SHANGHAI ­— The infamous Xiangyang Fashion and Gifts Market here has finally closed.

The market, which primarily dealt in counterfeit branded handbags, wallets, apparel, sunglasses and other accessories, ceased business at 9:30 p.m. on June 30. Vendors have until Friday to vacate the premises.

The final days of operation saw the market crammed with last-minute bargain hunters, as vendors slashed prices to unload inventory. While Xiangyang’s primary clientele in recent years has been Western tourists, the low prices pre-closure attracted mostly local shoppers. Even policemen, waiting to shut the place down, were busily snapping up merchandise.

The closure marks a major symbolic strike against the piracy of major brands in Shanghai. The outdoor, downtown market was the city’s most visible face of the trade in counterfeits. Opened in 2006 after the nearby and similar Huating Market was demolished, Xiangyang contained 800 shops and saw annual sales of 400 million yuan, or $50.1 million, according to Shanghai Daily.

The municipal government and the Chinese press are claiming that Xiangyang’s closure represents a significant victory in the battle against piracy. However, the shutdown actually resulted from the landowner’s plans to develop the plot, not a harder government stance. Shanghai has dozens of similar apparel markets selling mostly counterfeits, albeit smaller, less central and less known, and many of these are expanding to accommodate former Xiangyang vendors, while several new markets are opening. The bulk of Xiangyang operators said they would move to a market in Longhua, in southern Shanghai, and markets in the western Hongqiao and eastern Pudong areas also ranked high among destinations. Another very central market, at Huaihai and Xizang Roads, is slated to open in September.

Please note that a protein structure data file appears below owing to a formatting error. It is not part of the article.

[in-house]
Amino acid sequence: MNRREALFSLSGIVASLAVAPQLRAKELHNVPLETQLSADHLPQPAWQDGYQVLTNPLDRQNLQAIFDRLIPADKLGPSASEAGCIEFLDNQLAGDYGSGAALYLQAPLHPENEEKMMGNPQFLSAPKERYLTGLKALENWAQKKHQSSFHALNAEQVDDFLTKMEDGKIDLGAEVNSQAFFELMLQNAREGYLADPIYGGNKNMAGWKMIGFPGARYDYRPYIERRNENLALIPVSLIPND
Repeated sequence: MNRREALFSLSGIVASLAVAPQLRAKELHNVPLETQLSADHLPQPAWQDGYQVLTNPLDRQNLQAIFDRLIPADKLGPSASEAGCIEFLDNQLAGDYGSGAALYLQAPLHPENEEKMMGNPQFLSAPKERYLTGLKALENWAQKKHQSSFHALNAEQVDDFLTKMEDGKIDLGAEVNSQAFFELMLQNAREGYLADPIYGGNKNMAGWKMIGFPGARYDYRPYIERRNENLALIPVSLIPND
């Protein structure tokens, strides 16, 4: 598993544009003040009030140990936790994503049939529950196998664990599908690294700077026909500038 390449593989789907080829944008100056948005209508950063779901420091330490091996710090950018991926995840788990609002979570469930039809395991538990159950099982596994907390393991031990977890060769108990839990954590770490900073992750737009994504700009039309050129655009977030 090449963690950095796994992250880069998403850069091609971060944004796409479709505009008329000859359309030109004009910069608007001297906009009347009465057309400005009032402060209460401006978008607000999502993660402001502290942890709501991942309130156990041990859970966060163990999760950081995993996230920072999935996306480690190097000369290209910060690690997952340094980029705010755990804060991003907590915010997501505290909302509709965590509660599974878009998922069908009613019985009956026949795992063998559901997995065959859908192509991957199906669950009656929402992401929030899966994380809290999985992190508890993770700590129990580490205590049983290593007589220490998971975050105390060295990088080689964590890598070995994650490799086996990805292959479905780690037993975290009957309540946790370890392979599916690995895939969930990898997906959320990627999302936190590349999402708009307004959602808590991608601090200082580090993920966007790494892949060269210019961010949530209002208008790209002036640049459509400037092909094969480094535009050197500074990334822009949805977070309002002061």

As the market in counterfeits shifts locations, soaring rents in Shanghai have made the black market more prevalent, and more and more vendors are opting to eschew shops altogether. Nonexistent a year ago, fake bag sellers now crowd busy sidewalks, subways, overpasses and parks, selling wares out of large canvas satchels.

This story first appeared in the July 6, 2006 issue of WWD. Subscribe Today.

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